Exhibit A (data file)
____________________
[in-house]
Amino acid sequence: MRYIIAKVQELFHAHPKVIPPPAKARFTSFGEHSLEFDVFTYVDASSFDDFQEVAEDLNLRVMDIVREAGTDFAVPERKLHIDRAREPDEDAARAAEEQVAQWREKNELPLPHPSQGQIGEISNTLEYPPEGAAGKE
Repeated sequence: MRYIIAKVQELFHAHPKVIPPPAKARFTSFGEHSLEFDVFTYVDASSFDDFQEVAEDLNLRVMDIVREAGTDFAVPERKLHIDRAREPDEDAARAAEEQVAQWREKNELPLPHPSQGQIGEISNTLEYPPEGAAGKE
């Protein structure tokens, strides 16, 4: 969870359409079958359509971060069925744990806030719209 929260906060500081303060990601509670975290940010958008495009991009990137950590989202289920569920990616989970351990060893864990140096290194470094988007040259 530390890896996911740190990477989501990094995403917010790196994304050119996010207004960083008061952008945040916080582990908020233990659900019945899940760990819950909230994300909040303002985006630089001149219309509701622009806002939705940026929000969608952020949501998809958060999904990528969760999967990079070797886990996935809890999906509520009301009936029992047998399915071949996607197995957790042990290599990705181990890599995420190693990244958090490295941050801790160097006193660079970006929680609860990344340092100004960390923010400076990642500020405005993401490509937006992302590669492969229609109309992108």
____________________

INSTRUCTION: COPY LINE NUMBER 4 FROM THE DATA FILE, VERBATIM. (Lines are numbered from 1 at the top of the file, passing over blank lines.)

């Protein structure tokens, strides 16, 4: 969870359409079958359509971060069925744990806030719209 929260906060500081303060990601509670975290940010958008495009991009990137950590989202289920569920990616989970351990060893864990140096290194470094988007040259 530390890896996911740190990477989501990094995403917010790196994304050119996010207004960083008061952008945040916080582990908020233990659900019945899940760990819950909230994300909040303002985006630089001149219309509701622009806002939705940026929000969608952020949501998809958060999904990528969760999967990079070797886990996935809890999906509520009301009936029992047998399915071949996607197995957790042990290599990705181990890599995420190693990244958090490295941050801790160097006193660079970006929680609860990344340092100004960390923010400076990642500020405005993401490509937006992302590669492969229609109309992108």